Since everyone knows that teenagers have no desire for sex unless they've been corrupted by some Pied Piper of sleaze, research into pop-music lyrics is Serious Business.
There's still no firm proof that raunchy music makes kids have sex, but a new study provides another suggestion that there's at least some kind of link between "degrading" songs and teenage sexual activity.Once you assume that there's some kind of link between hearing about sex and having sex, confirming the theory is relatively light work: Over here, Britney Spears is singing about being a slave 4 U. Over there, a couple of teenagers are having awkward, fumbling sex. Game, set, match!
There are degrading sexual messages in TV shows. And commercials. And magazine ads. And comic books. And those morning radio shows where faux-populist hosts get the workforce's adrenaline flowing by degrading women, laughing at tragedy, and generally acting like a bunch of loudmouthed fucking assholes. For that matter, some children may be exposed to degrading sexual behavior and attitudes in their own homes. But teens' so-called music is obviously much more significant, speaking from a purely objective sociological standpoint. That's just common sense.
Because this is Science, the first thing we need is a clear definition of "degrading."
The researchers...determined how many of the 279 most popular songs in 2005 were "degrading" because they referred to sex that's "based only on physical characteristics" and features a "power differential" instead of being mutually consensual.First off, sex that's "based only on physical characteristics" is not degrading in and of itself; it's acceptable, in this day and age, for men and women to have recreational sex with people with whom they share no other interests, and have no intention of dating, let alone marrying (assuming, for the sake of argument, that they belong to that lucky group of citizens who are allowed to marry).
This kind of sex is often degrading because we live in a society that sees it as degrading, for reasons having to do with misogyny and homophobia and good old-fashioned ressentiment.
Second, the whole problem with a power differential is that it can create consent (cf. the groupie phenomenon). In some cases, consent can even be seen as an additional degradation (cf. the woman in the clothing ad above).
So right off the bat, the definition of degradation is mired in the same psychosexual fever swamp as the lyrics it's intended to critique. People who have casual sex for no more transcendent reason than ordinary human lust are "degraded" (especially if they're women). But where there's consent, one needn't look too closely for a power differential. (If only our horny teens could get this through their skulls, somehow!)
Those are somewhat arcane objections, though. There are more basic problems here.
"Wait (The Whisper Song)" by the rap group known as Ying Yang Twins was deemed degrading, apparently because it included a reference to rough intercourse.You can Google the lyrics, if you like, and decide for yourself whether it's the "reference to rough intercourse" that makes the song degrading. I see a larger problem, personally.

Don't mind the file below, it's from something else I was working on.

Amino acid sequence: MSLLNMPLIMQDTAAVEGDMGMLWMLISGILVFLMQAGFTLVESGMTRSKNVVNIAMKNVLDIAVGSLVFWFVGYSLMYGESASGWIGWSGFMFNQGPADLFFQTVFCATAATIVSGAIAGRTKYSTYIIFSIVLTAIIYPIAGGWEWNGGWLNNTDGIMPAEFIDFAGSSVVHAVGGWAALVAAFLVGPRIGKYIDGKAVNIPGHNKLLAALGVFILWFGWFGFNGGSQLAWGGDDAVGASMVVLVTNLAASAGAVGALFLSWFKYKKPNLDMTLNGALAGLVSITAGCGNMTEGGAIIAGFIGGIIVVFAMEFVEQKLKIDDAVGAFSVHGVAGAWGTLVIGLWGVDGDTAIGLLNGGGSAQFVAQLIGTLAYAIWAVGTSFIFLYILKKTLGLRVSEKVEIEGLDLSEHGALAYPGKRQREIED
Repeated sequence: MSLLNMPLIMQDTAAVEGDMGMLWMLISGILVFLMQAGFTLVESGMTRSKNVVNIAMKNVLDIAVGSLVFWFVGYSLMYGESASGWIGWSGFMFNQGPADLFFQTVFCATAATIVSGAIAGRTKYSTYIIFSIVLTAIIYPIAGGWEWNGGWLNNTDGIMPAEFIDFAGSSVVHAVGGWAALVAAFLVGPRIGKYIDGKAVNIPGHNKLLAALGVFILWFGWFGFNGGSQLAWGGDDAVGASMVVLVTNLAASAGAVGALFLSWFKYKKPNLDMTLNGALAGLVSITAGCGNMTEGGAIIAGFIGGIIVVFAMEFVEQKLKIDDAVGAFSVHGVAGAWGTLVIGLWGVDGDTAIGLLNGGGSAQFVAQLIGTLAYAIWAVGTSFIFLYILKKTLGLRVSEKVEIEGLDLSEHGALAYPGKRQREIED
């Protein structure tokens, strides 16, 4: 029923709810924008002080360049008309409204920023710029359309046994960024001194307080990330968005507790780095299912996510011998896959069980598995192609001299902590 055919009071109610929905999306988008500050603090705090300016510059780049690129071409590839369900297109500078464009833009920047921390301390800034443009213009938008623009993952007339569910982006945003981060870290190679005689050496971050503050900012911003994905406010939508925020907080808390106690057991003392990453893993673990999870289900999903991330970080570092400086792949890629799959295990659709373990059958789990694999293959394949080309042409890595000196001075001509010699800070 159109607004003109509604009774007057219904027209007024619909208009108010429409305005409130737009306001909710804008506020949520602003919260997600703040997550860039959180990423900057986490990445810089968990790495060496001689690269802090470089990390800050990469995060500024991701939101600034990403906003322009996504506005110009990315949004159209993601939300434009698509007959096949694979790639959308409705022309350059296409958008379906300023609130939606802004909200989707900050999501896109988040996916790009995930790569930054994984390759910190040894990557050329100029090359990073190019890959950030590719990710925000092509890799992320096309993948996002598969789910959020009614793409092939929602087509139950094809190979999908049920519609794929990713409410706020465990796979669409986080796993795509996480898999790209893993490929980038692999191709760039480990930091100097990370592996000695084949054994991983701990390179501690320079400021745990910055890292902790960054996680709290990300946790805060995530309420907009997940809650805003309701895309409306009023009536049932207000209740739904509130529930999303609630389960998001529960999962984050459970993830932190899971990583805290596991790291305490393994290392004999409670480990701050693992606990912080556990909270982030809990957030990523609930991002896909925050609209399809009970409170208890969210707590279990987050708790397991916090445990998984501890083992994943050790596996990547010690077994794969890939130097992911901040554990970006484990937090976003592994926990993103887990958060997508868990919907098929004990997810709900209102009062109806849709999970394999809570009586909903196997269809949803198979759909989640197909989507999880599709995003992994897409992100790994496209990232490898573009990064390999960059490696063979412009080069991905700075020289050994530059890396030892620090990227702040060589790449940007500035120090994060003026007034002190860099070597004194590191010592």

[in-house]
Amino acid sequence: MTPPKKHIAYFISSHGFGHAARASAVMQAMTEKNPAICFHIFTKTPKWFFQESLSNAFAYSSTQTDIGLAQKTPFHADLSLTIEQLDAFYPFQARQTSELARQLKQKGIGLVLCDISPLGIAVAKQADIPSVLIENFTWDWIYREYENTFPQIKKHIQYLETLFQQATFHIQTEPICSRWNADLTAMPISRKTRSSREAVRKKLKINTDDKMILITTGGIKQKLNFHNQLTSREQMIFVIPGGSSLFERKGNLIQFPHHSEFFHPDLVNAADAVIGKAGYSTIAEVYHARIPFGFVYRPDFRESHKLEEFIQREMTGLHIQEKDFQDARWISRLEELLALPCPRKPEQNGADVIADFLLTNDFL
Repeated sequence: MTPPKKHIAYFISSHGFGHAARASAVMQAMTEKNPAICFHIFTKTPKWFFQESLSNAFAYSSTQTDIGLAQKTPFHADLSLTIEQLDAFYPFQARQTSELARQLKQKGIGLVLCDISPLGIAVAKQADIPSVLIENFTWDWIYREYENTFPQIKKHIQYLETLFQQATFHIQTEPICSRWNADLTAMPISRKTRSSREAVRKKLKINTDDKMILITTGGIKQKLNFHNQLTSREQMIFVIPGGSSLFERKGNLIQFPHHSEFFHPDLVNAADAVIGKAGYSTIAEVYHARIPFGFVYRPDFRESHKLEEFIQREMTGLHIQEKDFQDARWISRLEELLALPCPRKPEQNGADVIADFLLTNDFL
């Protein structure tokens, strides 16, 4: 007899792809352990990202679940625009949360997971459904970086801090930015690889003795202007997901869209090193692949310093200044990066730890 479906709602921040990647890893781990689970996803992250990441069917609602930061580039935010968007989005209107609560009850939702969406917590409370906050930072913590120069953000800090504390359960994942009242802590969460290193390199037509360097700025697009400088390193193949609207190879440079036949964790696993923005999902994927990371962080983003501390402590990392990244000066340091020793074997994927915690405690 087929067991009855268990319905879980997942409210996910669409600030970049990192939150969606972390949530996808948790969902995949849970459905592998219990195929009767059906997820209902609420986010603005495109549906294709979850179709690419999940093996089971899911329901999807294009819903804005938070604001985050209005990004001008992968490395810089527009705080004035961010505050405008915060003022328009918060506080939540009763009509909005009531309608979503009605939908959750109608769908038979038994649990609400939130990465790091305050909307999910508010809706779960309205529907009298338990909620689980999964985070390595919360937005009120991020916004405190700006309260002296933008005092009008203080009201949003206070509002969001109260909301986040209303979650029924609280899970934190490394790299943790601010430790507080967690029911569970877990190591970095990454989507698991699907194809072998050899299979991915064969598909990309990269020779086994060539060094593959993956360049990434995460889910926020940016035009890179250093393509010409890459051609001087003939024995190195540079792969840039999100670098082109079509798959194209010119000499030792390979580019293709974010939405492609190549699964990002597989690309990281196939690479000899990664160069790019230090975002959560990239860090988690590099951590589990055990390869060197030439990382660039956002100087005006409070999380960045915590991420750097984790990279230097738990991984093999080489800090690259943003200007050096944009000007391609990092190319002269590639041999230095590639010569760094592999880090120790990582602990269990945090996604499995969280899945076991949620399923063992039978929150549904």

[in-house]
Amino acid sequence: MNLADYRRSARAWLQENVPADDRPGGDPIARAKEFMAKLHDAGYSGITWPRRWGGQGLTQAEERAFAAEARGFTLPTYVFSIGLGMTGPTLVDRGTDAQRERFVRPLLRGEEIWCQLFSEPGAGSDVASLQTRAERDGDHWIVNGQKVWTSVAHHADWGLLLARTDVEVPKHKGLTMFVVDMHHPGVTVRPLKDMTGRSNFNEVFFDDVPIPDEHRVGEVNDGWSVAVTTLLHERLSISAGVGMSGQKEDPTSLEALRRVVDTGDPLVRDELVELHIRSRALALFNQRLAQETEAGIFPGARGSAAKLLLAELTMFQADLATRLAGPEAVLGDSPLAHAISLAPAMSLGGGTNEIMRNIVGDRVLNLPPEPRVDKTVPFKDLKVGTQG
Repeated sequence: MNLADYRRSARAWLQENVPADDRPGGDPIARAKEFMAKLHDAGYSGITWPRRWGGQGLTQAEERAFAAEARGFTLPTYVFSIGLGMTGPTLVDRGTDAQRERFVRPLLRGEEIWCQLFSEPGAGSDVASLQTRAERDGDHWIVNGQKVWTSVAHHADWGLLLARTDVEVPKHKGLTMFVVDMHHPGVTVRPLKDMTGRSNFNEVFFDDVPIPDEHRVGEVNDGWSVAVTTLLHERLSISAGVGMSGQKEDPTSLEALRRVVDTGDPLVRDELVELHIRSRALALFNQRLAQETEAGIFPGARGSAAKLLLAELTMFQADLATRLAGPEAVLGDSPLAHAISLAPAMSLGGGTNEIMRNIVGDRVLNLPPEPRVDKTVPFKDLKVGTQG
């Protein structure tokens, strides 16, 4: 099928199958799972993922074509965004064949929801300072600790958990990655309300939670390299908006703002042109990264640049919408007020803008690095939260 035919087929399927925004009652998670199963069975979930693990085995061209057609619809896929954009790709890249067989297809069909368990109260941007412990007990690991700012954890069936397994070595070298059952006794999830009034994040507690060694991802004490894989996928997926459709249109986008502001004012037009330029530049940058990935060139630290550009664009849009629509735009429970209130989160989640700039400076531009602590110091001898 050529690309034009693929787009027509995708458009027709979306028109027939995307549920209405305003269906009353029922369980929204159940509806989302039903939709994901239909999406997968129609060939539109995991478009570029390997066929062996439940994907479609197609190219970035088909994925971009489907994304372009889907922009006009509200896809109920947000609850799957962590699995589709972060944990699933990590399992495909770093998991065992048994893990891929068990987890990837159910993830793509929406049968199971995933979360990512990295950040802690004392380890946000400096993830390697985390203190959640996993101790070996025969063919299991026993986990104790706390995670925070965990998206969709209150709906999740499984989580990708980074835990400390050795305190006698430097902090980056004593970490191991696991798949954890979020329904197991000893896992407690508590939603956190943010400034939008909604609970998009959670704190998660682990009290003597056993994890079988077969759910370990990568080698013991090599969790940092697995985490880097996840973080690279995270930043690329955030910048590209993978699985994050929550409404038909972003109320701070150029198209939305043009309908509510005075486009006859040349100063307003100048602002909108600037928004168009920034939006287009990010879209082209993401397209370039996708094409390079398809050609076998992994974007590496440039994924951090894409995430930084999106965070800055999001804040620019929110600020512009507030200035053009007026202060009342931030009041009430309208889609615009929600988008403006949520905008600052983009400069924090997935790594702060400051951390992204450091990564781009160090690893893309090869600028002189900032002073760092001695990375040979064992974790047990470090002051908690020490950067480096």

By contrast, the lyrics of the rap song "Baby I'm Back" by Baby Bash, including the lines "I wanna be stronger than we've ever been/I'm here to cater to you," was said to be not degrading.Just for the record, this song is about a two-timin' man who wants to be allowed back into his jilted partner's...er...good graces, and it includes such tender blandishments as "please forgive me for being a rolling stone; please forgive me, let me polish it up like chrome," and "I was gone for a minute; now I'm back, let me hit it."
At this point, I think that we can all agree that this study has a couple of conceptual flaws. On the bright side, these problems are more than made up for by the high quality of the results:
[T]he findings don't prove that the music caused kids to have sex, acknowledged [Dr. Brian A.] Primack, who's an assistant professor of medicine and pediatrics at the University of Pittsburgh School of Medicine.Well, at least we know that it's one or the other. It's a start.
"The opposite could be true -- that people who have more sex then go out and seek music with degrading sexual messages," he said.
And we also know that teenagers shouldn't be having sex, period, responsibly or otherwise. Which means that something must be done!!1
What to do? Laura Lindberg, senior research associate at the Guttmacher Institute in New York City, said that teens need to learn how to interpret and analyze the messages they see in the world around them.It seems to me that this is what they're doing already, and that adult culture isn't contradicting their interpretation in any serious way. A feminist (or at least anti-misogynist) overhaul of our society could help with that problem; unfortunately, that would require being a certain amount of acceptance of teenagers as autonomous sexual beings, among other concessions to reality that we find emotionally or politically or logically unacceptable. That leaves us with our longstanding two-pronged approach: spouting anti-sex pieties that are totally at odds with adult culture -- and which teenagers can see through like a gang sign thrown by Jay Leno -- and reinforcing the sexual stereotypes and double standards on which those pieties are based.
But even if we can't handle the issue in all its complexity, we can at least avoid oversimplifying it:
"[T]here's no silver bullet," [Lindberg] said. "If you get all teenagers to turn in their iPods, the teen pregnancy rate is not going to automatically decline."I'm not so sure. If we take all their iPods away, and pregnancy rates drop, what other explanation could there possibly be?
And besides, how can we know until we try? That's the scientific method, after all.
(Illustration: Ad for Mr. Leggs Trousers, 1970. Via Found in Mom's Attic.)